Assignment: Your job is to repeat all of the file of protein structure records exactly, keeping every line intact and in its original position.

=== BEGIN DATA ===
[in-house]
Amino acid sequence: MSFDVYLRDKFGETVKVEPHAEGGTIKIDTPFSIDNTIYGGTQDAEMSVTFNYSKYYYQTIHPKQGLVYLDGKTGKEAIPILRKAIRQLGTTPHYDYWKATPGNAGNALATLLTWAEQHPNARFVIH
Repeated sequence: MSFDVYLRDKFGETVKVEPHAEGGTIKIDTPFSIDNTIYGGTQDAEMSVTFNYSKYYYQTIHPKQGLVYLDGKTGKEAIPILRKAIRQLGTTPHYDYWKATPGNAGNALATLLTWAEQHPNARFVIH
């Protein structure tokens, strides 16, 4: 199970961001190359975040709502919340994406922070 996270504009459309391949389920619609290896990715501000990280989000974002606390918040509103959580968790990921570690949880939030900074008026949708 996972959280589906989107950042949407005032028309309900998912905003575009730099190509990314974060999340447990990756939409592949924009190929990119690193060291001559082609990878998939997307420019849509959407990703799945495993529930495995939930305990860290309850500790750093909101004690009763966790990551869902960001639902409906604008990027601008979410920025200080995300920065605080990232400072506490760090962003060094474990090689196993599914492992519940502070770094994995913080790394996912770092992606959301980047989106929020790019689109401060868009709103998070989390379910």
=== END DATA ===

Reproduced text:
[in-house]
Amino acid sequence: MSFDVYLRDKFGETVKVEPHAEGGTIKIDTPFSIDNTIYGGTQDAEMSVTFNYSKYYYQTIHPKQGLVYLDGKTGKEAIPILRKAIRQLGTTPHYDYWKATPGNAGNALATLLTWAEQHPNARFVIH
Repeated sequence: MSFDVYLRDKFGETVKVEPHAEGGTIKIDTPFSIDNTIYGGTQDAEMSVTFNYSKYYYQTIHPKQGLVYLDGKTGKEAIPILRKAIRQLGTTPHYDYWKATPGNAGNALATLLTWAEQHPNARFVIH
């Protein structure tokens, strides 16, 4: 199970961001190359975040709502919340994406922070 996270504009459309391949389920619609290896990715501000990280989000974002606390918040509103959580968790990921570690949880939030900074008026949708 996972959280589906989107950042949407005032028309309900998912905003575009730099190509990314974060999340447990990756939409592949924009190929990119690193060291001559082609990878998939997307420019849509959407990703799945495993529930495995939930305990860290309850500790750093909101004690009763966790990551869902960001639902409906604008990027601008979410920025200080995300920065605080990232400072506490760090962003060094474990090689196993599914492992519940502070770094994995913080790394996912770092992606959301980047989106929020790019689109401060868009709103998070989390379910």